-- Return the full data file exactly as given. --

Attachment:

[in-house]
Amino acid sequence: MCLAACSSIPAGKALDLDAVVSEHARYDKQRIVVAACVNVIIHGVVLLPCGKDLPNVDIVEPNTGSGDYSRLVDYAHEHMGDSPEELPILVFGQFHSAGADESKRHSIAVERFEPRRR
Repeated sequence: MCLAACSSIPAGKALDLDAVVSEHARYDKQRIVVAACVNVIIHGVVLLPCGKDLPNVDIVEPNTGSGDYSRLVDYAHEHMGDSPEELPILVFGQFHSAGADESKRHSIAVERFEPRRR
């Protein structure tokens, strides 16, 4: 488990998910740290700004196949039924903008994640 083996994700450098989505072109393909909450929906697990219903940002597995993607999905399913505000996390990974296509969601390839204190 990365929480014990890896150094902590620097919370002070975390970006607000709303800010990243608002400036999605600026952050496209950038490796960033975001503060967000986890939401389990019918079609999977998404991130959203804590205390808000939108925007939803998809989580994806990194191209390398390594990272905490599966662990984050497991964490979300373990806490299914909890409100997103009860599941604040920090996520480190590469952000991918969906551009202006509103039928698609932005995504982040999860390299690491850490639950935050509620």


[in-house]
Amino acid sequence: MCLAACSSIPAGKALDLDAVVSEHARYDKQRIVVAACVNVIIHGVVLLPCGKDLPNVDIVEPNTGSGDYSRLVDYAHEHMGDSPEELPILVFGQFHSAGADESKRHSIAVERFEPRRR
Repeated sequence: MCLAACSSIPAGKALDLDAVVSEHARYDKQRIVVAACVNVIIHGVVLLPCGKDLPNVDIVEPNTGSGDYSRLVDYAHEHMGDSPEELPILVFGQFHSAGADESKRHSIAVERFEPRRR
């Protein structure tokens, strides 16, 4: 488990998910740290700004196949039924903008994640 083996994700450098989505072109393909909450929906697990219903940002597995993607999905399913505000996390990974296509969601390839204190 990365929480014990890896150094902590620097919370002070975390970006607000709303800010990243608002400036999605600026952050496209950038490796960033975001503060967000986890939401389990019918079609999977998404991130959203804590205390808000939108925007939803998809989580994806990194191209390398390594990272905490599966662990984050497991964490979300373990806490299914909890409100997103009860599941604040920090996520480190590469952000991918969906551009202006509103039928698609932005995504982040999860390299690491850490639950935050509620």